To be a happy frequent flyer, you must belong to the program that fits you best. Status? Awards? Promotions? They are all there, you just need to know which programs offer what. This is the first part of a two-part series designed to get you thinking about the program you currently belong to and how close it comes to being your ideal program.
We hear from countless readers looking for things they simply won’t find with their current program of choice. Take, for instance, the hundreds of US Airways Dividend Miles members we heard from in the early days of that program, each and every one irate because they couldn’t use their miles to fly to Hawaii. If Hawaii is truly your award redemption goal, why oh why join a program associated with an airline that doesn’t fly there? (Of course, US Airways has, from time to time, partnered with other airlines that do fly to Hawaii, so many of those irate members eventually lucked out.)
There is no doubt a significant number of members of these programs belong as members of convenience, not members of research. It’s rare for a member to think about the reasons they belong to a particular frequent flyer program. Many pick a program because their company has a deal with an airline, and stick with that program long after they’ve left the company. Others simply fly the airline they always used to fly as a kid on family vacations. Whatever your reason for choosing your frequent flyer program, it’s never too late to re-evaluate the situation and start fresh if need be.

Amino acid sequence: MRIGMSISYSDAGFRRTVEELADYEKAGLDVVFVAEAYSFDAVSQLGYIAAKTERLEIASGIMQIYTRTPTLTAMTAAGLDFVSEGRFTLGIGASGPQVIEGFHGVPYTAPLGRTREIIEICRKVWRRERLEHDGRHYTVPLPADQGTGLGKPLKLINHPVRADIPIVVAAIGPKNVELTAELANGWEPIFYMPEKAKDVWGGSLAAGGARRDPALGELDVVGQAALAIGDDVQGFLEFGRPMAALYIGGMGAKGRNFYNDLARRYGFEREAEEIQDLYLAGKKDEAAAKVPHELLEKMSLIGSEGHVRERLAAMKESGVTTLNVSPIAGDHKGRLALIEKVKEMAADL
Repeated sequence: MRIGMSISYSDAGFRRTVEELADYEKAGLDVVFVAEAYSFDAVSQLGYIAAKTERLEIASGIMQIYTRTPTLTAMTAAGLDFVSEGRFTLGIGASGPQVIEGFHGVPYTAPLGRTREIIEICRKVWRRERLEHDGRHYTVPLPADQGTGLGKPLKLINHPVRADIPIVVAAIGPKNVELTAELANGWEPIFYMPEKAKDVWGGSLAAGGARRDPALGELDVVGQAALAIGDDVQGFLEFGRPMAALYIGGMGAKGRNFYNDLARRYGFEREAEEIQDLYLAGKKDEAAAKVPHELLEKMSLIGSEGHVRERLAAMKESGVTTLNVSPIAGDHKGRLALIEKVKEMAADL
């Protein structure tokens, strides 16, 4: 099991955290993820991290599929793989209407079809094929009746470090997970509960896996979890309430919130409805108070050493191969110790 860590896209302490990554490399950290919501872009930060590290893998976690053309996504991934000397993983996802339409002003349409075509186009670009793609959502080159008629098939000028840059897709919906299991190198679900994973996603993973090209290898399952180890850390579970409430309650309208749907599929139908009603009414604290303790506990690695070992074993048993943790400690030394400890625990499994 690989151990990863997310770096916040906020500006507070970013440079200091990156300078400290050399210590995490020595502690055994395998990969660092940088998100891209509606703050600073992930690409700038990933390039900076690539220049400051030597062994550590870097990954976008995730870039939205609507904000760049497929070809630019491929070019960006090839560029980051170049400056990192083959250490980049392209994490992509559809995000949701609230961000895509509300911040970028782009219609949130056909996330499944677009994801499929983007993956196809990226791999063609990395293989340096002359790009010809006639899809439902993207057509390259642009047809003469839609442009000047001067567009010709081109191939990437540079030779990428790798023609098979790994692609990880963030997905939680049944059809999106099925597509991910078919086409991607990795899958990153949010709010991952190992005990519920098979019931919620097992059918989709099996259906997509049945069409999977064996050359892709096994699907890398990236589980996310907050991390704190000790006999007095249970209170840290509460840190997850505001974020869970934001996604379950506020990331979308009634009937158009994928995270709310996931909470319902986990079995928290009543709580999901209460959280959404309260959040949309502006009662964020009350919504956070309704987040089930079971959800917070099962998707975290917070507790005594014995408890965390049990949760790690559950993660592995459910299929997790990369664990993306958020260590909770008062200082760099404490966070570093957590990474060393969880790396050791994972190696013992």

Being a member of any type of group or organization says something about you as an individual. If you belong to AAA, you are likely responsible and organized, for example. NRA members tend to be conservative and independent. Members of the PTA, practical and hands-on.
Frequent flyer program membership is no different. The program you belong to says something about who you are as a person, whether you like it or not.
Let’s begin this journey with a couple of fun personality quizzes.
Find the statement below that fits you and compare your answers to our “correct” answers to find out if the way you view yourself as a frequent flyer is on par with the way other frequent flyers view you.
And remember, this is all for fun.
- If you belong to the US Airways Dividend Miles program, you are:
A. Reliable, dependable, but perhaps slightly boring.
B. Vivacious, outgoing, in need of attention.
C. Reserved, cautious, slightly mistrusting of others.
D. Deranged, a danger to yourself and the frequent flyer community at large.
(Correct Answer: A – Dividend Miles plays it as safe as possible.)